From spatial information to Spatial Knowledge Infrastructure

By on 21 June, 2017

Written by Jon Fairall, foundation editor of Position magazine.

For the last twenty years, one of the fundamental preoccupations of the spatial industry has been the creation of a spatial data infrastructure.

It’s not hard to see why. Spatial data is expensive to collect. It needs to be used efficiently. But looking into the future, people in the industry are starting to worry that an SDI is not enough to extract the full value from the data.

Data and the way it is managed was one of the underlying themes at the recent conference of the Cooperative Research Centre for Spatial Information (CRCSI). The organisation is developing a White Paper that is proposing a new generation of spatial infrastructure based around the premise that we don’t need information; we need knowledge. The subtle difference between the two concepts may be one of the key drivers of the next generation of workers in the industry.

A new way of looking at datasets may be fundamental to the next step change in productivity.”

A bit of context helps. At the very highest level, one of the key concerns about the economy – in Australia and globally – is sluggish or non-existent growth in productivity. The political and economic tantrums we are facing in the second half of this decade are due at least in part to sluggish growth in wages for the bottom half of society. For a decade now, real growth has been concentrated among the rich. Some of our foremost thinkers fear for the future of democratic institutions as a result.

If this analysis is even half-way correct, the implication is that a lot rides on increasing productivity. In economics, productivity is taken as output per unit of input. It balances all the economic inputs – usually divided into labour and capital – against revenue. One of the central aims of business is to minimise one and maximise the other, but it is, of course, also a central concern of government departments that they should do what is required of them with the minimum of labour and capital.

Historically, improvements in the way computers are used have been one of the main drivers of productivity. Arm your workers with computers and the amount they can produce skyrockets. You need less of them, so the labour input is reduced. Those workers that are left produce more, so revenue increases. Likewise, if you can automate your machinery, you can produce much more while spending less.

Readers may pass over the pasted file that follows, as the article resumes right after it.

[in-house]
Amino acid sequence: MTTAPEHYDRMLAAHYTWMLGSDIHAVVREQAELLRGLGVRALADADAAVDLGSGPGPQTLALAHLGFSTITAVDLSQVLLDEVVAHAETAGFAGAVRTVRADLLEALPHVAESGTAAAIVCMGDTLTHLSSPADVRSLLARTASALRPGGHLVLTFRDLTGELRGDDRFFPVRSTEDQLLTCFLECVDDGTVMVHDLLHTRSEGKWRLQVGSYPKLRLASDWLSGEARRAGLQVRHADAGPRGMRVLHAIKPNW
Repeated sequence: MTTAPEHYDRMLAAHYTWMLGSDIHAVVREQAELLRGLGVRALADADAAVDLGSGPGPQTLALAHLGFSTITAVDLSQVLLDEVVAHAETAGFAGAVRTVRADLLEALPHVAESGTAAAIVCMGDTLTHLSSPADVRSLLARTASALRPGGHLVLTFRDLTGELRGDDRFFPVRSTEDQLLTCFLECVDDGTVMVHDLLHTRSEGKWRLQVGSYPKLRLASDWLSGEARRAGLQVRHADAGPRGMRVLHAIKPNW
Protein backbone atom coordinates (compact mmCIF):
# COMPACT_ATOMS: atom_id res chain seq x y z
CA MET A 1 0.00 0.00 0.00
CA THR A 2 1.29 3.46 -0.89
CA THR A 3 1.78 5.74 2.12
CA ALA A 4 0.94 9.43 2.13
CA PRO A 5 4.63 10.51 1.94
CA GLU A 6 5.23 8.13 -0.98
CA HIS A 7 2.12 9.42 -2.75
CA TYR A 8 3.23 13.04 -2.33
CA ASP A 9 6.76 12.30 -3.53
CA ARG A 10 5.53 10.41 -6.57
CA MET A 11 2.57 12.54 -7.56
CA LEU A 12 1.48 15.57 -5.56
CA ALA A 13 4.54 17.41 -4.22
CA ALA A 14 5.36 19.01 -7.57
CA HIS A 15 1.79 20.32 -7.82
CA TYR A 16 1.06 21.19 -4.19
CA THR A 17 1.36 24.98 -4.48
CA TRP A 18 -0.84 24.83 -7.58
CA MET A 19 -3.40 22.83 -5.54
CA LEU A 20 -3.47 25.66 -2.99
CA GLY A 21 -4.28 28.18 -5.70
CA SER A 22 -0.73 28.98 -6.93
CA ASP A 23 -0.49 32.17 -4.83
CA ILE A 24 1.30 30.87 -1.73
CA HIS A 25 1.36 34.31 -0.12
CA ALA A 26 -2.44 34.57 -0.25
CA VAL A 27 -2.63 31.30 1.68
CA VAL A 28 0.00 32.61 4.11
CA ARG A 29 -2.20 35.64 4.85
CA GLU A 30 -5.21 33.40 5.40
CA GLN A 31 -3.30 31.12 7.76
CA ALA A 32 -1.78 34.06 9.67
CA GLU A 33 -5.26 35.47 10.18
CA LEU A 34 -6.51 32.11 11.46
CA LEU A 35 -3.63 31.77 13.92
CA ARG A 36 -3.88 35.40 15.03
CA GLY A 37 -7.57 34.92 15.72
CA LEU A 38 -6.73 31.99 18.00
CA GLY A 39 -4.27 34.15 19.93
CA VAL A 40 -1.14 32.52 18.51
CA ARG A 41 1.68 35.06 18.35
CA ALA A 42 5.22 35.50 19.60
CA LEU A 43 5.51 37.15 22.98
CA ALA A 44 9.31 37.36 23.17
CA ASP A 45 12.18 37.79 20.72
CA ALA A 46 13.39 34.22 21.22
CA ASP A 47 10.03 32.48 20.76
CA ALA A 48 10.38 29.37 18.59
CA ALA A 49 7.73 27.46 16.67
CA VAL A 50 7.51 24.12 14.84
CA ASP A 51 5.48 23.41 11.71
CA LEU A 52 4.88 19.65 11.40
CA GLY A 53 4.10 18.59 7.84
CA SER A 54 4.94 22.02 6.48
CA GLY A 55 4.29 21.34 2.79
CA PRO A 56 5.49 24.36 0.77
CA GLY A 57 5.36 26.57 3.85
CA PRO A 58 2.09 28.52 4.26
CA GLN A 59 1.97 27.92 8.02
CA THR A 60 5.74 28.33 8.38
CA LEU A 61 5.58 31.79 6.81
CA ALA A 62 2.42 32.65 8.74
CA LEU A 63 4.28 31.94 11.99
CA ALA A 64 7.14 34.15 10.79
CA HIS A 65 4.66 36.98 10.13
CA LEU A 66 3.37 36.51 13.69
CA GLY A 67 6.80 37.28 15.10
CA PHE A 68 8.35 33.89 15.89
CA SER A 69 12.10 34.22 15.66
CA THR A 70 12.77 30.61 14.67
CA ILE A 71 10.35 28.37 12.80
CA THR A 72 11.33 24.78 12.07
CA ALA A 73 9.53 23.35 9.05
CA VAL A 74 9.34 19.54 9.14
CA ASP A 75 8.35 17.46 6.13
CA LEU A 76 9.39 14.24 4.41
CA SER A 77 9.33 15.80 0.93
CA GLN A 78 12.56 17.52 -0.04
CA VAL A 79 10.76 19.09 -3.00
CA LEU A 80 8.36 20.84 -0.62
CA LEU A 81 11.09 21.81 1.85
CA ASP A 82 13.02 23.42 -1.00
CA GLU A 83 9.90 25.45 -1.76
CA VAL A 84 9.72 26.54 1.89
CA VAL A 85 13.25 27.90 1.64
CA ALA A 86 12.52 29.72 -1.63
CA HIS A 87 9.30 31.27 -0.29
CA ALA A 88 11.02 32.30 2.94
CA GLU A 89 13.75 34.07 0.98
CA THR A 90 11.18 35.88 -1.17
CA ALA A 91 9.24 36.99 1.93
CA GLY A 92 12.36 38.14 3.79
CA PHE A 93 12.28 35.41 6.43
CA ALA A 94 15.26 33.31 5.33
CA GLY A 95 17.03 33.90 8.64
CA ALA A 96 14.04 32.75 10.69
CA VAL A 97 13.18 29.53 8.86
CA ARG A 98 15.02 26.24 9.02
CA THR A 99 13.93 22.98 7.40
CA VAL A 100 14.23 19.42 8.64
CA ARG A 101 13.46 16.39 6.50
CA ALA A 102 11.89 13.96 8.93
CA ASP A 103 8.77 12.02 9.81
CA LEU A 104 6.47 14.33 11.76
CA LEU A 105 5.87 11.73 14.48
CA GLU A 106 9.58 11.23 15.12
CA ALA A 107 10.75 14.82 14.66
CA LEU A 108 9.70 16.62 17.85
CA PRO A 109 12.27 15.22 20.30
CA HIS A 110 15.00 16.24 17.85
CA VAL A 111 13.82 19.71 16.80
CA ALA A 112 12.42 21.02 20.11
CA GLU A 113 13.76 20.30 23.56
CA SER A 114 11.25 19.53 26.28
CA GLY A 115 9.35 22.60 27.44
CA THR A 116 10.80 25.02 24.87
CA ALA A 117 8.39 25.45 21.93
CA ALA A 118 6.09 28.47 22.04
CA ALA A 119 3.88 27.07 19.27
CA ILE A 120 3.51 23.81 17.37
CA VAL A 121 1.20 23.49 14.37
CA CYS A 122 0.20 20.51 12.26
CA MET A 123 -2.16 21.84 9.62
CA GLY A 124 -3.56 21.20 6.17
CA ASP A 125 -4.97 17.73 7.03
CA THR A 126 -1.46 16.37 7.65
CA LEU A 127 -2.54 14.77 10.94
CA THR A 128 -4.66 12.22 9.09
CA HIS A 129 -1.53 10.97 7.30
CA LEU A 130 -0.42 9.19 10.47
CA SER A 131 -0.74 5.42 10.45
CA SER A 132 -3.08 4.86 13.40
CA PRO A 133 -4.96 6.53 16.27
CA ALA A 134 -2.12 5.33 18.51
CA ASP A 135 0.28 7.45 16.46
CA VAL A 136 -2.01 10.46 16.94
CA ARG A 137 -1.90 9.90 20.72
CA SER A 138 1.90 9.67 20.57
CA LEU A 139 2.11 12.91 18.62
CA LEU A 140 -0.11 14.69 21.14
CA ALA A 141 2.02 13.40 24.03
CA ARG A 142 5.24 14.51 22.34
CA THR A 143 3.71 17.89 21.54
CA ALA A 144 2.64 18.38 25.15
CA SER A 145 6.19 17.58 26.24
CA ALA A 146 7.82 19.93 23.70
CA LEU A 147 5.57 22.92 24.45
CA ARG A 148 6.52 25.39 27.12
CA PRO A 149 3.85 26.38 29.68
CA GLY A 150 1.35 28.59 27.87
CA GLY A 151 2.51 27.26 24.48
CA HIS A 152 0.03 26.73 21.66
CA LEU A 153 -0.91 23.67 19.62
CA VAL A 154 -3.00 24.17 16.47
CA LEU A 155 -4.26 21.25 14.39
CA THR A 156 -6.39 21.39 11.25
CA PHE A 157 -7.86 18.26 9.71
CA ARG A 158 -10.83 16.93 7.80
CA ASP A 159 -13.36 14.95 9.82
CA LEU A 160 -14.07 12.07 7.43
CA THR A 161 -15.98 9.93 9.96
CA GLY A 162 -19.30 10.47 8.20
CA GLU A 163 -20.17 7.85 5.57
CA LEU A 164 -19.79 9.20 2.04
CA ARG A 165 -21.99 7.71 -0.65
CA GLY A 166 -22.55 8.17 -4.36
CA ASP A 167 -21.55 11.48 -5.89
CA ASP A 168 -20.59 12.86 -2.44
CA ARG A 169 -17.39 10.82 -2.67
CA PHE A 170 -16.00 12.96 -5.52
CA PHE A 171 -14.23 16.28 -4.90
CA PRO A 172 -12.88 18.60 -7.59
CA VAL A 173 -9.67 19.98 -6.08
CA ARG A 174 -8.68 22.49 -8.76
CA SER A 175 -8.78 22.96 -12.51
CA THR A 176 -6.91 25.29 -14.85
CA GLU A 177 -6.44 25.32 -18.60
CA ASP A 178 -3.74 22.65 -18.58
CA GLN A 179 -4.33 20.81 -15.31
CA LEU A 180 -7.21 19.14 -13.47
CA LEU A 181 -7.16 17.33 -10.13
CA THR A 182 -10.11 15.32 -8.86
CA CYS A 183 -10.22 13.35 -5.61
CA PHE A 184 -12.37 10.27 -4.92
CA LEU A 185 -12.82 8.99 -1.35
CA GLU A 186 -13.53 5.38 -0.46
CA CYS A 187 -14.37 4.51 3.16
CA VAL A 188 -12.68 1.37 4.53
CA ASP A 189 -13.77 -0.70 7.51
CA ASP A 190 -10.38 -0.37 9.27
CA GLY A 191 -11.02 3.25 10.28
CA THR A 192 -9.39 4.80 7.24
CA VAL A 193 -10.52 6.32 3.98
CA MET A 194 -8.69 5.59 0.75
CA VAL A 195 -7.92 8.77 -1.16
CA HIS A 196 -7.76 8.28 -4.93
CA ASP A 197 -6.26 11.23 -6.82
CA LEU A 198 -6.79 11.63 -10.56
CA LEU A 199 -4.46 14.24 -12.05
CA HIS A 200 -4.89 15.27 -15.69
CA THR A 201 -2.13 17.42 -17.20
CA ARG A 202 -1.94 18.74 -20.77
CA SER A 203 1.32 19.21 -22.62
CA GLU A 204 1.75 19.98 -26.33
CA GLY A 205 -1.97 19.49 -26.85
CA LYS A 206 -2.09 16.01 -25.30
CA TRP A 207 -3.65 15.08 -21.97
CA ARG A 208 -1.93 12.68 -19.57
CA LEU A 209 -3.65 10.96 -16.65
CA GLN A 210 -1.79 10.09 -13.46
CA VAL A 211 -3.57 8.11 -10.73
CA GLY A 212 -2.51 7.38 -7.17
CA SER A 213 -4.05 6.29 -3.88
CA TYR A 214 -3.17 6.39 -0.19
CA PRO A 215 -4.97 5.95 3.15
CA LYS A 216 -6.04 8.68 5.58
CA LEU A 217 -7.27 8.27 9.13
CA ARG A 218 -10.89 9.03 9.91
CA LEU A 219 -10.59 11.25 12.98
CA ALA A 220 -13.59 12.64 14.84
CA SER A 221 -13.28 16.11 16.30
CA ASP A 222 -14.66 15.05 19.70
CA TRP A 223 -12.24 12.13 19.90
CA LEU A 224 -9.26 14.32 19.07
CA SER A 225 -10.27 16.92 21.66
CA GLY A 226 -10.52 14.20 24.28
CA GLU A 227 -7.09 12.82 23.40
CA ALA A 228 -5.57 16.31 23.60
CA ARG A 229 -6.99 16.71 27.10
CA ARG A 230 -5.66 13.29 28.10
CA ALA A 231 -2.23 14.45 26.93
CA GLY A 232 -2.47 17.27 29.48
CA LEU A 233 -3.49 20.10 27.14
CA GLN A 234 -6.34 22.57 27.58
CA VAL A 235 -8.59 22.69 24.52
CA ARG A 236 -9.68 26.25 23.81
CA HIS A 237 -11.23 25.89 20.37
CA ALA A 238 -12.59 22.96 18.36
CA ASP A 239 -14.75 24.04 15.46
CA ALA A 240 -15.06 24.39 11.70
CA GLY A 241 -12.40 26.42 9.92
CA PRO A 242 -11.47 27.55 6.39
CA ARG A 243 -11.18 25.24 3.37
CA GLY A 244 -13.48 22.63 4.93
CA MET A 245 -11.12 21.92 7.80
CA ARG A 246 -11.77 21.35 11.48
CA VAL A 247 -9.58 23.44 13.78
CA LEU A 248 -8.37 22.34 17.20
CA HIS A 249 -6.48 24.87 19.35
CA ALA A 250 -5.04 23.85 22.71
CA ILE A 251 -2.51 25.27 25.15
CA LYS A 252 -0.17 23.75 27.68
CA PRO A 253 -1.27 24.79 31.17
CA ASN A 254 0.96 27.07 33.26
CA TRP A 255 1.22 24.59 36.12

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But a number of analysts have pointed to slowing productivity growth as evidence that computing’s low hanging fruit has been well and truly picked. The secretaries have been replaced by word-processors. The mail room guy has been replaced by email. The good news, according to publicity on the CRCSI’s website, is that “organisations that currently manage data will see staff time savings of between 50-70 per cent,” by using new and improved methods of gathering and massaging data.

How? The normal panaceas of the hardware vendors – bigger hard drives; faster processors; don’t really seem to cut it. Do you really need more data? More memory? Without applications to justify them, such changes hardly seem to matter. What would make a difference? In both government and business circles, there is a growing suspicion that data holds the key. In particular, a new way of looking at datasets may be fundamental to the next step change in productivity. il The new paradigm is called Knowledge i Management which is broadly defined as the process of creating and managing the knowledge necessary to run a firm or meet some objective. The aim is to focus the collective knowledge of participants on a d problem. It’s been around as an academic discipline since the 1990s but it only now starting to percolate into business thinking.

The thing about knowledge management that makes it interesting to readers of Position Magazine is that it presupposes accurate, authoritative data and, for many interesting applications, it presupposes spatial data. Spatial knowledge infrastructure So what might a spatial knowledge infrastructure, or SKI for short, look like? Perhaps one way of looking at this is that spatial knowledge management is what happens when spatial data infrastructure meets social media. To see why, think about the supply chain model behind existing spatial data infrastructures.

Necessarily, an SDI uses a unidirectional work flow. For each dataset there is a defined custodian who creates and is responsible for the data. The custodian has its own business reasons for creating the data, nevertheless it makes the data available to other players in the industry in an agreed format. But one of the key focuses of knowledge management is that it is participatory.

It’s a platform that is designed to elicit various types of knowledge from a variety of actors, massage the resulting data and then present it back to users in an agreed format. In the terms we would understand in an SDI, there is no custodian, or at the very least, the custodian isn’t the only one creating the data. There may not even be one person or organisation with responsibility to manage the data. Instead, there are multiple data gatherers all contributing to the data set…

This is the first half of Jon Fairall’s article on Spatial Knowledge Infrastructure, which first appeared in issue #87 of Position magazine. In the second half, Fairall explores the benefits of SDK and how organisations can start to reap these benefits.

To continue reading, please read the article online here. 

About the author

Jon Fairall was the foundation editor of Position Magazine, and now works as a freelance journalist and author.

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